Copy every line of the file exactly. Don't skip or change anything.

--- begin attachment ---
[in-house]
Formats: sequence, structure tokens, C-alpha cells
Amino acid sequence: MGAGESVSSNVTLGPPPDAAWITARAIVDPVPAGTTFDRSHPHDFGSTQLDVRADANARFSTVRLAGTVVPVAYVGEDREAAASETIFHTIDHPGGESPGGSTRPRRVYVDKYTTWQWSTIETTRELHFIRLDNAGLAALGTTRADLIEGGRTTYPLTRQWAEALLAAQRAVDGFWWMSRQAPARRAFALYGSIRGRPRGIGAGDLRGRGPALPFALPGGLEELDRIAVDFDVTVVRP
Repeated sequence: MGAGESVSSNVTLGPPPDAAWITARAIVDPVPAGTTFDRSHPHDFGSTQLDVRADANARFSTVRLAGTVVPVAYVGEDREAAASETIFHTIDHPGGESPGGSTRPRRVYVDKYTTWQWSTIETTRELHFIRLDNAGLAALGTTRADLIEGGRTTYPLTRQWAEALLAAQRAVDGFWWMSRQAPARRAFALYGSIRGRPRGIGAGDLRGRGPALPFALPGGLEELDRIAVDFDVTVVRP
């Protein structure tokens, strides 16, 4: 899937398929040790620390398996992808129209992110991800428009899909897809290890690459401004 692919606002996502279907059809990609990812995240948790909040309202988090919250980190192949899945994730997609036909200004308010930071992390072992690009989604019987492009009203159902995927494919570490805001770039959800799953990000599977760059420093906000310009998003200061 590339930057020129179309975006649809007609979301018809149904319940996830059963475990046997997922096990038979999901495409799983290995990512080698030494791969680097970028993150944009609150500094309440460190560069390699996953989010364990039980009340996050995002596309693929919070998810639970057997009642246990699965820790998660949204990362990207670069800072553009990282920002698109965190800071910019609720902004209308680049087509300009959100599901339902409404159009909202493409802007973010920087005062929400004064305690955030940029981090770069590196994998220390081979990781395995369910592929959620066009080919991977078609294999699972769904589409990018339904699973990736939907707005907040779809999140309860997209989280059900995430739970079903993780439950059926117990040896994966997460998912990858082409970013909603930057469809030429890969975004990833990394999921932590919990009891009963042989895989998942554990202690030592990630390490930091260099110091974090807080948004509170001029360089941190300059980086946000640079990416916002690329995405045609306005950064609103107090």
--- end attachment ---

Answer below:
[in-house]
Formats: sequence, structure tokens, C-alpha cells
Amino acid sequence: MGAGESVSSNVTLGPPPDAAWITARAIVDPVPAGTTFDRSHPHDFGSTQLDVRADANARFSTVRLAGTVVPVAYVGEDREAAASETIFHTIDHPGGESPGGSTRPRRVYVDKYTTWQWSTIETTRELHFIRLDNAGLAALGTTRADLIEGGRTTYPLTRQWAEALLAAQRAVDGFWWMSRQAPARRAFALYGSIRGRPRGIGAGDLRGRGPALPFALPGGLEELDRIAVDFDVTVVRP
Repeated sequence: MGAGESVSSNVTLGPPPDAAWITARAIVDPVPAGTTFDRSHPHDFGSTQLDVRADANARFSTVRLAGTVVPVAYVGEDREAAASETIFHTIDHPGGESPGGSTRPRRVYVDKYTTWQWSTIETTRELHFIRLDNAGLAALGTTRADLIEGGRTTYPLTRQWAEALLAAQRAVDGFWWMSRQAPARRAFALYGSIRGRPRGIGAGDLRGRGPALPFALPGGLEELDRIAVDFDVTVVRP
């Protein structure tokens, strides 16, 4: 899937398929040790620390398996992808129209992110991800428009899909897809290890690459401004 692919606002996502279907059809990609990812995240948790909040309202988090919250980190192949899945994730997609036909200004308010930071992390072992690009989604019987492009009203159902995927494919570490805001770039959800799953990000599977760059420093906000310009998003200061 590339930057020129179309975006649809007609979301018809149904319940996830059963475990046997997922096990038979999901495409799983290995990512080698030494791969680097970028993150944009609150500094309440460190560069390699996953989010364990039980009340996050995002596309693929919070998810639970057997009642246990699965820790998660949204990362990207670069800072553009990282920002698109965190800071910019609720902004209308680049087509300009959100599901339902409404159009909202493409802007973010920087005062929400004064305690955030940029981090770069590196994998220390081979990781395995369910592929959620066009080919991977078609294999699972769904589409990018339904699973990736939907707005907040779809999140309860997209989280059900995430739970079903993780439950059926117990040896994966997460998912990858082409970013909603930057469809030429890969975004990833990394999921932590919990009891009963042989895989998942554990202690030592990630390490930091260099110091974090807080948004509170001029360089941190300059980086946000640079990416916002690329995405045609306005950064609103107090």